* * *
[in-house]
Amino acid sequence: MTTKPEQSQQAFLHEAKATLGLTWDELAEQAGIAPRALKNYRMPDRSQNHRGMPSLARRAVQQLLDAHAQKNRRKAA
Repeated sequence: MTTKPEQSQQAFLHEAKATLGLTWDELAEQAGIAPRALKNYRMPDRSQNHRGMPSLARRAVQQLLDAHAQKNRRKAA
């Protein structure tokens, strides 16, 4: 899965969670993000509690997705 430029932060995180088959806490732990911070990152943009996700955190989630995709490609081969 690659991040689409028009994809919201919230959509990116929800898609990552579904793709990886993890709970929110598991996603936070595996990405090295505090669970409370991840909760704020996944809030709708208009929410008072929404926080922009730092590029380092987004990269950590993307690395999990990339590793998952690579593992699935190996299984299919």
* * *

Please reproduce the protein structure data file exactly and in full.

[in-house]
Amino acid sequence: MTTKPEQSQQAFLHEAKATLGLTWDELAEQAGIAPRALKNYRMPDRSQNHRGMPSLARRAVQQLLDAHAQKNRRKAA
Repeated sequence: MTTKPEQSQQAFLHEAKATLGLTWDELAEQAGIAPRALKNYRMPDRSQNHRGMPSLARRAVQQLLDAHAQKNRRKAA
């Protein structure tokens, strides 16, 4: 899965969670993000509690997705 430029932060995180088959806490732990911070990152943009996700955190989630995709490609081969 690659991040689409028009994809919201919230959509990116929800898609990552579904793709990886993890709970929110598991996603936070595996990405090295505090669970409370991840909760704020996944809030709708208009929410008072929404926080922009730092590029380092987004990269950590993307690395999990990339590793998952690579593992699935190996299984299919």